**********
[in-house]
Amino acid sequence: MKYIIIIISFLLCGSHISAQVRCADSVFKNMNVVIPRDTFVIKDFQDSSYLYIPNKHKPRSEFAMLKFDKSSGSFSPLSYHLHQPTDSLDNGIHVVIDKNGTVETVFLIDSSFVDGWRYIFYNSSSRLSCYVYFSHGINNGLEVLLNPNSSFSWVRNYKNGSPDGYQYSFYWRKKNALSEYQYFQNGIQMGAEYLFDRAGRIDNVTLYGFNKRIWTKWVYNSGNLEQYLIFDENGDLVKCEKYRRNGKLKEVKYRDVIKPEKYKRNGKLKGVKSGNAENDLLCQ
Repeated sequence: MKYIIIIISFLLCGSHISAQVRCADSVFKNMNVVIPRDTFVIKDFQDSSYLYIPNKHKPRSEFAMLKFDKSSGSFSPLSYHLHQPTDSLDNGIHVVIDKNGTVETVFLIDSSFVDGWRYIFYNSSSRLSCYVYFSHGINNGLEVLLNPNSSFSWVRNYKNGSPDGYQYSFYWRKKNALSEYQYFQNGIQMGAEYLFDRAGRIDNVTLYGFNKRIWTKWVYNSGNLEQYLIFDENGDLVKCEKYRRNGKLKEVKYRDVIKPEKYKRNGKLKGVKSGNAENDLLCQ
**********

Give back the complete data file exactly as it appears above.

[in-house]
Amino acid sequence: MKYIIIIISFLLCGSHISAQVRCADSVFKNMNVVIPRDTFVIKDFQDSSYLYIPNKHKPRSEFAMLKFDKSSGSFSPLSYHLHQPTDSLDNGIHVVIDKNGTVETVFLIDSSFVDGWRYIFYNSSSRLSCYVYFSHGINNGLEVLLNPNSSFSWVRNYKNGSPDGYQYSFYWRKKNALSEYQYFQNGIQMGAEYLFDRAGRIDNVTLYGFNKRIWTKWVYNSGNLEQYLIFDENGDLVKCEKYRRNGKLKEVKYRDVIKPEKYKRNGKLKGVKSGNAENDLLCQ
Repeated sequence: MKYIIIIISFLLCGSHISAQVRCADSVFKNMNVVIPRDTFVIKDFQDSSYLYIPNKHKPRSEFAMLKFDKSSGSFSPLSYHLHQPTDSLDNGIHVVIDKNGTVETVFLIDSSFVDGWRYIFYNSSSRLSCYVYFSHGINNGLEVLLNPNSSFSWVRNYKNGSPDGYQYSFYWRKKNALSEYQYFQNGIQMGAEYLFDRAGRIDNVTLYGFNKRIWTKWVYNSGNLEQYLIFDENGDLVKCEKYRRNGKLKEVKYRDVIKPEKYKRNGKLKGVKSGNAENDLLCQ